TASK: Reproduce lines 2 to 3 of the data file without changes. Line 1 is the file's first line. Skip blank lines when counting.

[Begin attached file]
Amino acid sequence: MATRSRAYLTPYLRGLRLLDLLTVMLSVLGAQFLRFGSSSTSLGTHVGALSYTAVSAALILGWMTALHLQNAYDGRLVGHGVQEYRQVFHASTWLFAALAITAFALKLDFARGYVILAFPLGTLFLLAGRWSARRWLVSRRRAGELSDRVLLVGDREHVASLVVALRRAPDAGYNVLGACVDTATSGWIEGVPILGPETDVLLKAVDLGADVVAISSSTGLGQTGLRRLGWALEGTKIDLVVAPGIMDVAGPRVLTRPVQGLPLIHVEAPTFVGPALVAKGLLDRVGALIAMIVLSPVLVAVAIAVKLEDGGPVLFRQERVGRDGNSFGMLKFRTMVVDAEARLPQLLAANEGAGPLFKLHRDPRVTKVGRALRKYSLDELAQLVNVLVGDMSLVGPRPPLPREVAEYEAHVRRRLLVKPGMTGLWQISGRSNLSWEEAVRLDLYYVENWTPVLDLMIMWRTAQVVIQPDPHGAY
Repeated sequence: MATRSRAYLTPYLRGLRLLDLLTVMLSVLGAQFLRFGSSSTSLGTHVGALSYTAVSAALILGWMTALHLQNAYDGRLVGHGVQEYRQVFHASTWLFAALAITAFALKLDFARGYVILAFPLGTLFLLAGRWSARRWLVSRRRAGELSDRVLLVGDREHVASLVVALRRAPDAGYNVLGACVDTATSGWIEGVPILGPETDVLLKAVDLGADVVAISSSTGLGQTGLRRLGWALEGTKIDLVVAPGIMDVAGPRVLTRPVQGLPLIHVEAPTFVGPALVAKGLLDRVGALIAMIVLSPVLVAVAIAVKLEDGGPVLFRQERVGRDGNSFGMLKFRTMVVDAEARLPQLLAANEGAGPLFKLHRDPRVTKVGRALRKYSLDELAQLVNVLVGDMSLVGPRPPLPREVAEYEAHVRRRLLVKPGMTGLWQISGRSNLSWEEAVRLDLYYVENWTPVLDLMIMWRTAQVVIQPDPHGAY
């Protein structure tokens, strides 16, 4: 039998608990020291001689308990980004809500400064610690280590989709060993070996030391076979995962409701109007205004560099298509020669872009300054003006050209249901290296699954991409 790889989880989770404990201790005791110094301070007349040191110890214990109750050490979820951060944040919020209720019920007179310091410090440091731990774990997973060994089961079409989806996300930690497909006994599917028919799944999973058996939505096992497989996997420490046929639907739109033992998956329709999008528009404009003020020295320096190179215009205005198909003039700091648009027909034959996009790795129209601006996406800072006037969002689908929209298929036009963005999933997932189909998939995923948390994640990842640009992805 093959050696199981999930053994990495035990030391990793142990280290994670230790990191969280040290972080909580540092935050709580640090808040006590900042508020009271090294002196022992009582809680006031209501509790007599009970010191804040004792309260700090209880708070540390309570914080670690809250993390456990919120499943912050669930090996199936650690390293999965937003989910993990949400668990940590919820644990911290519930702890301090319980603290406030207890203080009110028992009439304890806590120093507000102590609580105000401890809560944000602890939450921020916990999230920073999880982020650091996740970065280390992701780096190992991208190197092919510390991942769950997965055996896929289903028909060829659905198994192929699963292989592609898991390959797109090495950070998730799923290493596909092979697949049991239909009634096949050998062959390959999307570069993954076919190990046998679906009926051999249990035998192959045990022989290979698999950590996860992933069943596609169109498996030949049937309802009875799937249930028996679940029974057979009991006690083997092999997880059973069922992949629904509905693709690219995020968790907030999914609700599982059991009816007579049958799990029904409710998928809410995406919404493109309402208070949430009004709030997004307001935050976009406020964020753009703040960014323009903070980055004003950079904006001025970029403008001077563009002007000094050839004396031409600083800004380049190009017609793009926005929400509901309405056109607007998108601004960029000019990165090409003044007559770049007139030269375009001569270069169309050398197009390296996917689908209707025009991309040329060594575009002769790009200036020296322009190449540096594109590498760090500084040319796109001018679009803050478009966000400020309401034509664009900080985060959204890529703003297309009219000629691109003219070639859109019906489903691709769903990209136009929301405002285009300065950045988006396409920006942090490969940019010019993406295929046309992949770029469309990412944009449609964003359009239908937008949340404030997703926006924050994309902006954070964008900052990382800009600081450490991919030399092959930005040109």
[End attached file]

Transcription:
Repeated sequence: MATRSRAYLTPYLRGLRLLDLLTVMLSVLGAQFLRFGSSSTSLGTHVGALSYTAVSAALILGWMTALHLQNAYDGRLVGHGVQEYRQVFHASTWLFAALAITAFALKLDFARGYVILAFPLGTLFLLAGRWSARRWLVSRRRAGELSDRVLLVGDREHVASLVVALRRAPDAGYNVLGACVDTATSGWIEGVPILGPETDVLLKAVDLGADVVAISSSTGLGQTGLRRLGWALEGTKIDLVVAPGIMDVAGPRVLTRPVQGLPLIHVEAPTFVGPALVAKGLLDRVGALIAMIVLSPVLVAVAIAVKLEDGGPVLFRQERVGRDGNSFGMLKFRTMVVDAEARLPQLLAANEGAGPLFKLHRDPRVTKVGRALRKYSLDELAQLVNVLVGDMSLVGPRPPLPREVAEYEAHVRRRLLVKPGMTGLWQISGRSNLSWEEAVRLDLYYVENWTPVLDLMIMWRTAQVVIQPDPHGAY
């Protein structure tokens, strides 16, 4: 039998608990020291001689308990980004809500400064610690280590989709060993070996030391076979995962409701109007205004560099298509020669872009300054003006050209249901290296699954991409 790889989880989770404990201790005791110094301070007349040191110890214990109750050490979820951060944040919020209720019920007179310091410090440091731990774990997973060994089961079409989806996300930690497909006994599917028919799944999973058996939505096992497989996997420490046929639907739109033992998956329709999008528009404009003020020295320096190179215009205005198909003039700091648009027909034959996009790795129209601006996406800072006037969002689908929209298929036009963005999933997932189909998939995923948390994640990842640009992805 093959050696199981999930053994990495035990030391990793142990280290994670230790990191969280040290972080909580540092935050709580640090808040006590900042508020009271090294002196022992009582809680006031209501509790007599009970010191804040004792309260700090209880708070540390309570914080670690809250993390456990919120499943912050669930090996199936650690390293999965937003989910993990949400668990940590919820644990911290519930702890301090319980603290406030207890203080009110028992009439304890806590120093507000102590609580105000401890809560944000602890939450921020916990999230920073999880982020650091996740970065280390992701780096190992991208190197092919510390991942769950997965055996896929289903028909060829659905198994192929699963292989592609898991390959797109090495950070998730799923290493596909092979697949049991239909009634096949050998062959390959999307570069993954076919190990046998679906009926051999249990035998192959045990022989290979698999950590996860992933069943596609169109498996030949049937309802009875799937249930028996679940029974057979009991006690083997092999997880059973069922992949629904509905693709690219995020968790907030999914609700599982059991009816007579049958799990029904409710998928809410995406919404493109309402208070949430009004709030997004307001935050976009406020964020753009703040960014323009903070980055004003950079904006001025970029403008001077563009002007000094050839004396031409600083800004380049190009017609793009926005929400509901309405056109607007998108601004960029000019990165090409003044007559770049007139030269375009001569270069169309050398197009390296996917689908209707025009991309040329060594575009002769790009200036020296322009190449540096594109590498760090500084040319796109001018679009803050478009966000400020309401034509664009900080985060959204890529703003297309009219000629691109003219070639859109019906489903691709769903990209136009929301405002285009300065950045988006396409920006942090490969940019010019993406295929046309992949770029469309990412944009449609964003359009239908937008949340404030997703926006924050994309902006954070964008900052990382800009600081450490991919030399092959930005040109």